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Cent halts NFT sales amid concerns over plagiarism, fraud

By Andrew Knoll


Updated

NFT logo
Cent halts its NFT sales over plagiarism, fraud concerns - Photo: Cent
 

Cent, the platform that sold Twitter founder Jack Dorsey’s first Tweet in NFT form for nearly $3m last year, has suspended most of its transactions due to serious legitimacy issues, including counterfeit items, plagiarised content and wash trading.

In an interview with Reuters, Cent CEO and founder Cameron Hejazi said “There's a spectrum of activity that is happening that basically shouldn't be happening – like, legally.”

Hijazi listed three chief concerns: the sale of unauthorised copies of NFTs, the sale of NFTs that resemble or represent a security, and the sale of plagiarised content as an NFT.

After dealing with users in violation of policies on an individual basis, only to see more malfeasant actors appear in their place – a process he compared to the “whack-a-mole” arcade game – Hejazi was forced to suspend most activity on Feb. 6. Users can still sell NFTs of Tweets at this time.

A 'fundamental problem'

NFTs accounted for around $25bn in 2021 within the rapidly growing digital asset market, according to decentralised finance market tracker DappRadar. While most sales are relatively nickel-dime compared to, for example, Dorsey’s, others have been much larger, including one NFT that sold for more than $69m.

Entities like Coca-Cola, Fanatics and Gucci as well as prominent individuals from Dorsey to American football player Tom Brady have jumped on the NFT train. Yet other observers have been perplexed by their rise in popularity. On one internet forum, a user flippantly compared the ownership of an NFT to that of the marriage certificate of a person whose spouse was cheating on them with everyone in their town.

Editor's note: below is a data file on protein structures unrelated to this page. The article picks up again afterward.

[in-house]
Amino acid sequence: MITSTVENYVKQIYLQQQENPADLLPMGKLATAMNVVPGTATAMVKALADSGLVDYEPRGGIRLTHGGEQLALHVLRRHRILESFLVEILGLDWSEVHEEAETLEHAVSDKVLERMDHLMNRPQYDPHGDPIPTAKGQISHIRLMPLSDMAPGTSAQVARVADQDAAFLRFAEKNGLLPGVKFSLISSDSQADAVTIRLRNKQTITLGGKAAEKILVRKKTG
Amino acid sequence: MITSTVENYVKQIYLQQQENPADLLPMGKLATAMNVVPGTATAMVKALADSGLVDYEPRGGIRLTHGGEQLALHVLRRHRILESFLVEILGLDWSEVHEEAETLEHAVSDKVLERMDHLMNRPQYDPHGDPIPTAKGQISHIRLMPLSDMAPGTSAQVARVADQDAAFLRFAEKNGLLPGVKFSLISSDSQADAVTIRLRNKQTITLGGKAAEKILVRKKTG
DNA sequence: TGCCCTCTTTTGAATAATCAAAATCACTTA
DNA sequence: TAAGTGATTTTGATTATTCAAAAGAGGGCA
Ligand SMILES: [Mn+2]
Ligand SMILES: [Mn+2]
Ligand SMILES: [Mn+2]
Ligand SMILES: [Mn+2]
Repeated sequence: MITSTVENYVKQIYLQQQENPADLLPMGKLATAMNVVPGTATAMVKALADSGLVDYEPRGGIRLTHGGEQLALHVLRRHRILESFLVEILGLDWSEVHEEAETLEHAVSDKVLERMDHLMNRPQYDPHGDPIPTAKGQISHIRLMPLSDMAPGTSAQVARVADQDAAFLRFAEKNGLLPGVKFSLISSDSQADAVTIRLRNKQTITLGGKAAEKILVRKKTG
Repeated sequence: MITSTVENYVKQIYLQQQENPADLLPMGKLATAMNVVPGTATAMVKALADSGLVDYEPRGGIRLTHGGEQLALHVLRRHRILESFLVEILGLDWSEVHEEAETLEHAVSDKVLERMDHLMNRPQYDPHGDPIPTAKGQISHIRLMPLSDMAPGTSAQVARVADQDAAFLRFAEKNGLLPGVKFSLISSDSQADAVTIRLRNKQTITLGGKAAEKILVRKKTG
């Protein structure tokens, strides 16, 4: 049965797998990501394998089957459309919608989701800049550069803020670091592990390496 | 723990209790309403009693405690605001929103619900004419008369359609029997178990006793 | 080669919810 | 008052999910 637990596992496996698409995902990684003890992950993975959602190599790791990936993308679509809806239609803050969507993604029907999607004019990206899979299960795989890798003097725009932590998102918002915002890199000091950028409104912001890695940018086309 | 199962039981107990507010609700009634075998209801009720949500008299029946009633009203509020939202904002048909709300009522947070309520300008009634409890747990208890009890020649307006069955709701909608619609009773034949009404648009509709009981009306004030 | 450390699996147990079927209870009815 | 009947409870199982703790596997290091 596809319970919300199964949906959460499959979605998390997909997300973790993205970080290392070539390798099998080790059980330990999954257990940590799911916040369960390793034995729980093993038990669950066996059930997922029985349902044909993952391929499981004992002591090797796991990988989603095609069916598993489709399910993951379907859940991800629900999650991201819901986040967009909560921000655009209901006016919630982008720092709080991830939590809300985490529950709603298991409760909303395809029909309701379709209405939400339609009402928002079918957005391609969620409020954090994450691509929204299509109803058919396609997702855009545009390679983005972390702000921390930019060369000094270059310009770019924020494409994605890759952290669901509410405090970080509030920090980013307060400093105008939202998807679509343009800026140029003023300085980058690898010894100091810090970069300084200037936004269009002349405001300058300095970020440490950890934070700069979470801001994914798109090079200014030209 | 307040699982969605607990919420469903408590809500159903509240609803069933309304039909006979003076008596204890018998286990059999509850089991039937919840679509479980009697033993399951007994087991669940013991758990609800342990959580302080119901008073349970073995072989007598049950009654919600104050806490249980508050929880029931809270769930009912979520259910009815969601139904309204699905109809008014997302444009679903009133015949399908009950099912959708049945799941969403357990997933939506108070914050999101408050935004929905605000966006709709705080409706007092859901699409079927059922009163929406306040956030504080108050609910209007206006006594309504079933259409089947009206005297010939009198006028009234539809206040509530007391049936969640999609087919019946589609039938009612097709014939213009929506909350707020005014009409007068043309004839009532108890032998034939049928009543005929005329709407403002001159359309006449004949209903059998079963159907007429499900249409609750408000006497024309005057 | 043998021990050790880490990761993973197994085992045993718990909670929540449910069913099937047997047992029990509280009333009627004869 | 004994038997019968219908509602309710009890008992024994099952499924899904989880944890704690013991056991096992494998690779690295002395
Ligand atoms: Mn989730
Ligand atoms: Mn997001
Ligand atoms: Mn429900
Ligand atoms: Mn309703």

In the interview with Reuters, Hejazi acknowledged that the problems plaguing his platform were not unique to it, and rather were “fundamental” to the market at this point in time. He also said that (Cent) realised that "a lot of it is just money chasing money," and that centralised controls might be temporarily implemented to stem rampant transgressions.

Elsewhere in the market

Recent events corroborated Hejazi’s account and perspective, but also offered limited prospects for meaningful correction.

OpenSea, the largest marketplace for NFTs, recently limited the number of NFTs users could mint to 50. The measure was met swiftly with backlash and rescinded in short order; however, of greater importance was the rationale that OpenSea offered for having implemented it in the first place.

“We've recently seen misuse of this feature increase exponentially,” OpenSea tweeted on its official, confirmed account. “Over 80% of the items created with this tool were plagiarised works, fake collections, and spam.”

Like Cent, they are now seeking methods to discourage impropriety.

In addition to reversing the decision, we’re working through a number of solutions to ensure we support our creators while deterring bad actors,” OpenSea tweeted.

 

 

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The difference between trading assets and CFDs
The main difference between CFD trading and trading assets, such as commodities and stocks, is that you don’t own the underlying asset when you trade on a CFD.
You can still benefit if the market moves in your favour, or make a loss if it moves against you. However, with traditional trading you enter a contract to exchange the legal ownership of the individual shares or the commodities for money, and you own this until you sell it again.
CFDs are leveraged products, which means that you only need to deposit a percentage of the full value of the CFD trade in order to open a position. But with traditional trading, you buy the assets for the full amount. In the UK, there is no stamp duty on CFD trading, but there is when you buy stocks, for example.
CFDs attract overnight costs to hold the trades (unless you use 1-1 leverage), which makes them more suited to short-term trading opportunities. Stocks and commodities are more normally bought and held for longer. You might also pay a broker commission or fees when buying and selling assets direct and you’d need somewhere to store them safely.
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